Year so far: dismal (IANS column: B-Town)
It is customary to take stock of the state of the entertainment industry twice a year, at the end of June and later at the end of the year. So how has 2022 been for the industry so far?
If we were only talking about the film industry, nothing extraordinary for this period. The first six months turned out to be dismal as all the movies with big stars and big budgets failed.
With the threat of Covid-19 still looming and cinemas mandated to close and open or work under harsh conditions, moviegoers should be wary of going to the cinema. But that was just a consolation that filmmakers and theater owners alike liked to believe.
That wasn’t the reason and it turned out pretty early on when big movies weren’t attracting audiences, but eventually when people flocked to cinemas it was because of a small-batch docudrama budget, “The Kashmir Files”.
Released on just 500 screens and collecting Rs 3.5 crore, the film continued to add more screens with every show, every day, and ended its run with Rs 253 crore.
Akshay Kumar makes the most films every year and has also delivered flops in that proportion, two to be precise. Director Chandraprakash Dwivedi, who had nurtured his dream script ‘Samrat Prithviraj’ for years, found the right backer Yash Raj Films for his ambitious project but landed at the wrong acting address for play the main role.
Akshay Kumar just didn’t have the personality, or the looks, to play a character the masses knew little about, even though he was gigantic in his creator’s mind.
The warrior king, Prithviraj, deserved at most a few pages in our school history textbooks. To add to that, the same history books end his two-page story showing him as a loser. It was not a movie to be made and not with Akshay if you wanted to build a new image of Prithviraj.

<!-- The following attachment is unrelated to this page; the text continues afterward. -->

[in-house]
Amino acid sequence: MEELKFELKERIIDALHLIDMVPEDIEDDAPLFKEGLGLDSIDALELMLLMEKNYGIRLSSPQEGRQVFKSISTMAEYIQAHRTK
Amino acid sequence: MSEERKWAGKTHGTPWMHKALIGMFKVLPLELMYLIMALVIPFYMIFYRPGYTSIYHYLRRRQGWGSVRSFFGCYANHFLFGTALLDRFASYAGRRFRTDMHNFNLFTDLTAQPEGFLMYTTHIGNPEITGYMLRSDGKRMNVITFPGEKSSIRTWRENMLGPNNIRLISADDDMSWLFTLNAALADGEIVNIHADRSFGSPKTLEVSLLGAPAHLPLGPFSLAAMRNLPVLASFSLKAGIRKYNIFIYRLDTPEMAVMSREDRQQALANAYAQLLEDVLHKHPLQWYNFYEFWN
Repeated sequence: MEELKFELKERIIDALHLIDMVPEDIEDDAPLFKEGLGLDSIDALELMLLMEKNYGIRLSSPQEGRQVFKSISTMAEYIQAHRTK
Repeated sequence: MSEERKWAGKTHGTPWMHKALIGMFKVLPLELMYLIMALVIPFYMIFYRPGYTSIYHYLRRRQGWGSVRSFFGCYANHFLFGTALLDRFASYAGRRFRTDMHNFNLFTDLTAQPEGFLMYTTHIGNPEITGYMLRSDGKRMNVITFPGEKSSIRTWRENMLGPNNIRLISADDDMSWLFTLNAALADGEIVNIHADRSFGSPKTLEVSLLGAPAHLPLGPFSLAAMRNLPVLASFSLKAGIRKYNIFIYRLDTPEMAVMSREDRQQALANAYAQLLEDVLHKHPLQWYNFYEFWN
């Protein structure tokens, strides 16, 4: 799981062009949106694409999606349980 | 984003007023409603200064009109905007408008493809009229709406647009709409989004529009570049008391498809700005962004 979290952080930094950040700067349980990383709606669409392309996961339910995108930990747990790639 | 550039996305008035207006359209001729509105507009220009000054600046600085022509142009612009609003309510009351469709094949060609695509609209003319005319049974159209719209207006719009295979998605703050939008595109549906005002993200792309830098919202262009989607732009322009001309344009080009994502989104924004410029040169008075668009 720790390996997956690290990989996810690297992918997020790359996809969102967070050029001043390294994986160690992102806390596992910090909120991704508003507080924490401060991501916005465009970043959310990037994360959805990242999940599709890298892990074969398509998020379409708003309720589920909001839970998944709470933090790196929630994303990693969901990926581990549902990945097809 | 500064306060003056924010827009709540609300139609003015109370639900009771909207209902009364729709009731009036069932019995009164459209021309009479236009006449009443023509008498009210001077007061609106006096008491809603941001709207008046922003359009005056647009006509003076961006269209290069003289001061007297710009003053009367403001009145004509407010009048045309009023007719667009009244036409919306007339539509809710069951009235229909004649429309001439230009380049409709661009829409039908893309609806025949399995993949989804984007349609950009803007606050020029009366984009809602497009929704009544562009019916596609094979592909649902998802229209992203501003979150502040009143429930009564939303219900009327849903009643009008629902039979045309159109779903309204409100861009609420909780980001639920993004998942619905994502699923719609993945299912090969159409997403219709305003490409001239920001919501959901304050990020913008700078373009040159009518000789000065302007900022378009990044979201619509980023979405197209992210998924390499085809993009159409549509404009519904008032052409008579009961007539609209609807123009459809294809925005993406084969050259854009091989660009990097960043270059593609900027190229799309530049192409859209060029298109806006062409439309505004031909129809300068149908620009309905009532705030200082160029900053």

Akshay Kumar also delivered another miss in those six months. The film was “Bachchhan Paandey”, which had its antecedents in the Tamil film Jigarthanda (2014), which, in turn, was a version of the South Korean film “The Dirty Carnival”.
From what I’ve seen of two recent remakes in South Korea, “Bachchan Pandey” has no emotion, no cause, or anything else to appeal to our audience. Violence alone does not help to complete a film. Salman Khan’s ‘Radhe’ being the other example. Considering the number of films that Akshay Kumar makes every year, he can still achieve success, which will contribute to the continuation of his film career.
And then there is “Runway 34” by Ajay Devgn. What audience was this film aimed at? The Hindi audience did not touch on the subject. If you think you can improve Hollywood with its own themes, remember you’re not making a movie to prove a point. How many Indians are familiar with air travel, let alone a struggling airliner? Was a big disaster. And for urban movie buffs familiar with the theme, there are plenty of plane crash investigation episodes on TV.
So the stars are gradually falling out of favor. They seem to have lost touch with the masses as well as the trends. Every once in a while, people either want something like “The Kashmir Files,” a soul-stirring reveal, or they want something that would draw them into theaters and be worth it.
They are looking for entertainment and, unfortunately, this kind is rare. And actors like Akshay Kumar, Ajay Devgn and others don’t realize that their main audience is the youth. So if you want to be the main man, make sure your movie is aimed at young people.